Here we go. Less than three months after the end of the 2019 NASCAR Cup season, the 2020 NASCAR Cup season will open next weekend with its most prestigious race, the Daytona 500.
The final practice for the Busch Clash, the exhibition all-star race, will be televised by Fox Sports One at 11:30 a.m. ET Saturday, followed by two sessions of practice just for Daytona 500 qualifying. Daytona 500 qualifying (Fox, noon) and the Busch Clash (Fox Sports One, 3 p.m.) will be on Sunday afternoon.
OK, the 2019 season ended last Nov. 17 with Kyle Busch winning the championship race at Homestead-Miami, so the âoff-seasonâ is really one day less than three full months. But the point is that NASCAR has a much shorter off-season, compared with the four major professional sports.
The Kansas City Chiefs won Super Bowl LIV on Feb. 2. Their 2020 season is likely to open on Thursday, Sept. 10. Off-season: seven months, one week.
The Washington Nationals won the 2019 World Series last Oct. 30. Their 2020 season opens March 26 against the New York Mets. Off-season: one week less than five months.
The Toronto Raptors won the 2019 NBA Finals last June 13. They opened the 2019-20 season on Oct. 22 against New Orleans. Off-season: four months, one week.
The St. Louis Blues won the 2019 Stanley Cup Final last June 12. They opened the 2019-20 NHL season on Oct. 2 against Washington: Off-season: three months, two weeks.
The 2020 NASCAR Cup season will be a week shorter than the 2019 Cup season. With two Cup races scheduled for one weekend at Pocono and some other shuffling, the Cup championship race will be Nov. 8 at Phoenix.
NASCAR will probably announce its 2021 Cup schedule in about two months. It may be even shorter. It may have races in new places, and no races in some old places. It is possible, but not likely, that the 2021 Cup season will end in October. It should end Labor Day weekend with the Southern 500 at Darlington.
The Daytona 500, which was moved up a week in 2018, is in an exclusive spot on the sports calendar, an event that non-race-fans watch, if for nothing else than to warm themselves up by looking at sun-splashed spectators and palm trees.Â The Daytona 500 can stay in February. It needs to stay in February.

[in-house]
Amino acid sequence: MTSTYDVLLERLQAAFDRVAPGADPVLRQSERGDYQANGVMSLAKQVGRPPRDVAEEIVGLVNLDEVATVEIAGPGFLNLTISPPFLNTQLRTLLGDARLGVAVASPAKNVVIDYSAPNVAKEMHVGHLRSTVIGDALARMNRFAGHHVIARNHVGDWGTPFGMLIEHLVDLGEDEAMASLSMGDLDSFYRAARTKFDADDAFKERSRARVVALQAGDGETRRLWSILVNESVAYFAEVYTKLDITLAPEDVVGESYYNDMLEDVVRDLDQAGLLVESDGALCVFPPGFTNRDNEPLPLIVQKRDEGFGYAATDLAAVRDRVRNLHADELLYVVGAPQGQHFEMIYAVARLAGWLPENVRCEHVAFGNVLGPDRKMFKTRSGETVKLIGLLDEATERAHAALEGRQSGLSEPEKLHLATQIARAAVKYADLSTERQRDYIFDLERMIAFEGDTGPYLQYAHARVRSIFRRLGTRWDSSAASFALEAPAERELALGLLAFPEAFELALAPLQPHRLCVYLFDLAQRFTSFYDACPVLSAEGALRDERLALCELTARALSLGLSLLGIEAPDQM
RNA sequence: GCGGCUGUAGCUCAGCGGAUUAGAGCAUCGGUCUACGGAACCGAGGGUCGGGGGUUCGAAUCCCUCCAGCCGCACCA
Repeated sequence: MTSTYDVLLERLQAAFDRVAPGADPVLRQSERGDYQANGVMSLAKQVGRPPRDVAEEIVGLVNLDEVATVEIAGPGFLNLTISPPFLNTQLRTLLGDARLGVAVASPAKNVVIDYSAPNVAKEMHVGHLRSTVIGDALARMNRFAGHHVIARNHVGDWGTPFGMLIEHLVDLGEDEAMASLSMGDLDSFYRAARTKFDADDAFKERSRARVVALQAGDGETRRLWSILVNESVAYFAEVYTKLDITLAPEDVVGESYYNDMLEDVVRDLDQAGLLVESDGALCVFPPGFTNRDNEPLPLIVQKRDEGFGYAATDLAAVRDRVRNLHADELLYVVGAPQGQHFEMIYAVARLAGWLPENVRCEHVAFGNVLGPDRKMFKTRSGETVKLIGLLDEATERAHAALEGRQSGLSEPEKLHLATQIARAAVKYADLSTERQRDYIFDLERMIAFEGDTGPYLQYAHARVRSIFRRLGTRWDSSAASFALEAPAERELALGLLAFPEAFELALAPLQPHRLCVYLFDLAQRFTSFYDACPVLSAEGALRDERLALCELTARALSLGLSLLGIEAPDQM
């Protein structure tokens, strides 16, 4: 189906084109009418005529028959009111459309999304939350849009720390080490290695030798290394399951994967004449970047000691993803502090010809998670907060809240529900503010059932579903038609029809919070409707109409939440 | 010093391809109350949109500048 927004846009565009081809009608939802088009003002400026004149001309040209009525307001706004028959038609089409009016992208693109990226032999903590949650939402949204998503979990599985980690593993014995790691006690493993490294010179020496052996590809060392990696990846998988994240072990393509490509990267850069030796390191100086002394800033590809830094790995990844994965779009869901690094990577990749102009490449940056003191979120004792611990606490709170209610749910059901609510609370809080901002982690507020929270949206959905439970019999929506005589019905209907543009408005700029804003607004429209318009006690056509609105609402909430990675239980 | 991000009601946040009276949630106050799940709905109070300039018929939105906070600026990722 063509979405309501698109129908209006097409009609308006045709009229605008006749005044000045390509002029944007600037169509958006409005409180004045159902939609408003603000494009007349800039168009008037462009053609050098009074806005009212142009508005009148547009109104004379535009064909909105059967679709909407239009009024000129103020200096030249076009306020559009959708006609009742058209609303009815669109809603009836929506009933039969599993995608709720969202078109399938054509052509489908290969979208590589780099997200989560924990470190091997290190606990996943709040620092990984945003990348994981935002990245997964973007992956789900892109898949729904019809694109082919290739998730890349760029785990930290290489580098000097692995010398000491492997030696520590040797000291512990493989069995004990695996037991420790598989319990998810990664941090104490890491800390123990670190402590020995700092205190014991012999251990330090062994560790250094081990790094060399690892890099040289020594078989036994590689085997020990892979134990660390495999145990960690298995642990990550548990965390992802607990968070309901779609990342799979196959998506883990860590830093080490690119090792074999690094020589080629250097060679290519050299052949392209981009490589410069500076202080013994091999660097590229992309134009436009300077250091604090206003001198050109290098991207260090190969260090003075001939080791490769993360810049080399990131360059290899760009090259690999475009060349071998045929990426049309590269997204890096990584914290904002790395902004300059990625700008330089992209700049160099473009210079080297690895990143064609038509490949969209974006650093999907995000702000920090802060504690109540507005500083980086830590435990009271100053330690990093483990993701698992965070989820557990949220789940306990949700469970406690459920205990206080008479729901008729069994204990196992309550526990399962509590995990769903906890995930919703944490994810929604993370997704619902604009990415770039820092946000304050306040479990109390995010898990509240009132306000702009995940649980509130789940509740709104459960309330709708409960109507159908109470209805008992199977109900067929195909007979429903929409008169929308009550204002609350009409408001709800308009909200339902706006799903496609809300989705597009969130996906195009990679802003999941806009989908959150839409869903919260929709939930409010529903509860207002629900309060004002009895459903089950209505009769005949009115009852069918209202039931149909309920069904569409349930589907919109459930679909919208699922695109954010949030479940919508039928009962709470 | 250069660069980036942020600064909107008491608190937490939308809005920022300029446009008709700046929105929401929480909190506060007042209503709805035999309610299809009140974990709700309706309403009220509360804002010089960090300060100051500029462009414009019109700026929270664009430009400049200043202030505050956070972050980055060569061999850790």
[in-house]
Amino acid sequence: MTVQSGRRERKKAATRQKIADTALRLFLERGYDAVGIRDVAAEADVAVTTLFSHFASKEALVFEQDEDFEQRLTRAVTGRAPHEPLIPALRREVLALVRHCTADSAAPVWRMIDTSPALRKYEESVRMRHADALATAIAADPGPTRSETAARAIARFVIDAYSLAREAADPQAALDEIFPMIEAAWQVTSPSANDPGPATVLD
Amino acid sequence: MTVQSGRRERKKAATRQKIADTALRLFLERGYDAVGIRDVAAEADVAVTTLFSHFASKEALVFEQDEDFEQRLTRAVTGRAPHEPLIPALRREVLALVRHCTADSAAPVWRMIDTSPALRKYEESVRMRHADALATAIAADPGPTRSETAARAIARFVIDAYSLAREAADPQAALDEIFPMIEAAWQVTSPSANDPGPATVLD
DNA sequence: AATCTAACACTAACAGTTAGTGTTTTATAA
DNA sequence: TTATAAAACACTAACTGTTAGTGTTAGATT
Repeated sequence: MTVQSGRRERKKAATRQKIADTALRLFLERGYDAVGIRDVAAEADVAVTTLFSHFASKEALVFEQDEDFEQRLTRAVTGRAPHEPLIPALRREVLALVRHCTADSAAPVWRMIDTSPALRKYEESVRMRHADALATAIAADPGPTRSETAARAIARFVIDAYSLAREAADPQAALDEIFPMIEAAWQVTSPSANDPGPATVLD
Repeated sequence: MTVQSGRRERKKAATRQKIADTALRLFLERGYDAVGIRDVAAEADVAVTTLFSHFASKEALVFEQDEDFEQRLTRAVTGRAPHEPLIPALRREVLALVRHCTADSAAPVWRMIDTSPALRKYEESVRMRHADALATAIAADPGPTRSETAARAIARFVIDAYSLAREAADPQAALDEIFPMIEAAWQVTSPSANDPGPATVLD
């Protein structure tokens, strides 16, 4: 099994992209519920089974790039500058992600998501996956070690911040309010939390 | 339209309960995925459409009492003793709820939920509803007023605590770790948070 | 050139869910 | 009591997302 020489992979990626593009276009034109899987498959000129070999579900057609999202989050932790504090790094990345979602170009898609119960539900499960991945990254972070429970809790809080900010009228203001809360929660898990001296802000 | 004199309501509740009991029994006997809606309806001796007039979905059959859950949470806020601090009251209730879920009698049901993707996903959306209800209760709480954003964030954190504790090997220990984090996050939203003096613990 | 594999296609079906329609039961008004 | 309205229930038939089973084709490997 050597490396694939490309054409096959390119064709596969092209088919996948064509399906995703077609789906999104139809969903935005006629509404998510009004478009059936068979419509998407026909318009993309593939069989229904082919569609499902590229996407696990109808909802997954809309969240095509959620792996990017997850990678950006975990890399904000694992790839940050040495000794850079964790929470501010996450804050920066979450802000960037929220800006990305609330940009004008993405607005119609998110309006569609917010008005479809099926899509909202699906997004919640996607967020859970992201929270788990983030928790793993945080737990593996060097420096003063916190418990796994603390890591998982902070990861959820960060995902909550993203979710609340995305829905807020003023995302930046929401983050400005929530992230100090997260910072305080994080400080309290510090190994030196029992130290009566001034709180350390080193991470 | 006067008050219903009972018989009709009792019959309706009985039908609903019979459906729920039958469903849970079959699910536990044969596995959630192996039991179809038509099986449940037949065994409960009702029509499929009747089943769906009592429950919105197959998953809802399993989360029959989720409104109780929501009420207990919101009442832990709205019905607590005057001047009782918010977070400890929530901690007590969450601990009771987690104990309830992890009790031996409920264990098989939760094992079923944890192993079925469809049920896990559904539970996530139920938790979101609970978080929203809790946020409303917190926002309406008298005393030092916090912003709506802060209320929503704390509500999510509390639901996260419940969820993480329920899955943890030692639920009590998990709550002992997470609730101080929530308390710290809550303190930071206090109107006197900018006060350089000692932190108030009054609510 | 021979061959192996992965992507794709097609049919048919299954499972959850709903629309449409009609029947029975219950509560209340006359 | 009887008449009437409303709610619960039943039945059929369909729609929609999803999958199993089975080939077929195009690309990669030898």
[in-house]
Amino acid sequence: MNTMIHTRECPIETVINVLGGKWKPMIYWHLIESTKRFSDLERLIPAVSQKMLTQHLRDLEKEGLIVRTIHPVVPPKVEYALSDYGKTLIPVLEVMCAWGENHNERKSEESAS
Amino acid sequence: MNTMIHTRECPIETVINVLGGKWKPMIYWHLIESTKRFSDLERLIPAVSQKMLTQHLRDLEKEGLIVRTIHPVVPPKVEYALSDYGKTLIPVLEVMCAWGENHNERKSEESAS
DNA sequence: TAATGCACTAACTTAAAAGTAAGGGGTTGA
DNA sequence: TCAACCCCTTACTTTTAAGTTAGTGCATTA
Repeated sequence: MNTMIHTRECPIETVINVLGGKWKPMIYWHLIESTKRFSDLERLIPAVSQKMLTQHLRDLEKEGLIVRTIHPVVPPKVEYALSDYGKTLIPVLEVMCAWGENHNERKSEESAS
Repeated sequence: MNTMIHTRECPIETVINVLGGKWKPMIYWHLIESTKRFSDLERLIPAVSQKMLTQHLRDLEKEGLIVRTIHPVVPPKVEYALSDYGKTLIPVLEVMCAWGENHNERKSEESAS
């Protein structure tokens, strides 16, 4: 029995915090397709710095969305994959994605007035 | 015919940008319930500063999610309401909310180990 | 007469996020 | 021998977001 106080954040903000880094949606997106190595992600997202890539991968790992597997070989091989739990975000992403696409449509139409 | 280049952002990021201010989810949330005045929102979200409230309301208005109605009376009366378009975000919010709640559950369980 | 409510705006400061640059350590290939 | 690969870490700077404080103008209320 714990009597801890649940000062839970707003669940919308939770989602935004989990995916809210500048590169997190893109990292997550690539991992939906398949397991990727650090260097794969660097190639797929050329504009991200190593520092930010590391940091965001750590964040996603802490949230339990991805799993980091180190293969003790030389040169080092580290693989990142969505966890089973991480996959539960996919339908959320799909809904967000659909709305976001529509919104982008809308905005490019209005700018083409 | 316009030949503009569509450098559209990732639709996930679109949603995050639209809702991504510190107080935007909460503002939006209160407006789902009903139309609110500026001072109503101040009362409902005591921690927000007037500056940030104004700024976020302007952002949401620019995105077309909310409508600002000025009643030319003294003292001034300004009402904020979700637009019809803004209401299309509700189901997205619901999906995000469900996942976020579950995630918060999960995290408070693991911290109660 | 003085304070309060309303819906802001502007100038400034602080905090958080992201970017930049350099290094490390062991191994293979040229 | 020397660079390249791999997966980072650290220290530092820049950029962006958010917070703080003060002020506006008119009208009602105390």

But it seems like Kyle Busch just was having Silly String fired at him by his son Brexton in Victory Lane at Homestead. The 2019 NASCAR awards banquet was on Dec. 5, for crying out loud. Matt DiBenedetto tested a car on the road course at Indianapolis on Jan. 22. There is no down time, no time to build suspense.
It is too much, for too long. A 2020 season that opens with the Daytona 500 wonât be decided for another eight and a half months. The Daytona 500 winner earns a berth in the NASCAR Cup playoffs. The playoffs donât even start until September.
There has been little time for a build-up to the season. Further, the schedule diminishes the product. Suppose the Cup schedule was trimmed to 30 races, or even 24. That would mean that each race would become more important in determining the outcome, yes?
The 36-race season offers too many mulligans. The product might even be better with fewer races â more on-the-edge, go-for-broke racing for drivers who need to make up ground in the standings. A shorter season could mean the merciful end of the NASCAR âpostseason.â
Plus, a longer off-season would provide more time to look forward to the biggest race on the schedule, the Daytona 500, which is its first race. Speedweeks at Daytona are like an abbreviated spring training in baseball. By Opening Day in baseball, everybody is ready to get the show on the road.
For the last two years, television viewership for the Daytona 500 has been less than half of what it was in 2006, when stock-car racing peaked in popularity. It could be that the Daytona 500 is a week too early. Or it could feel like last season just ended, because it kind of did.
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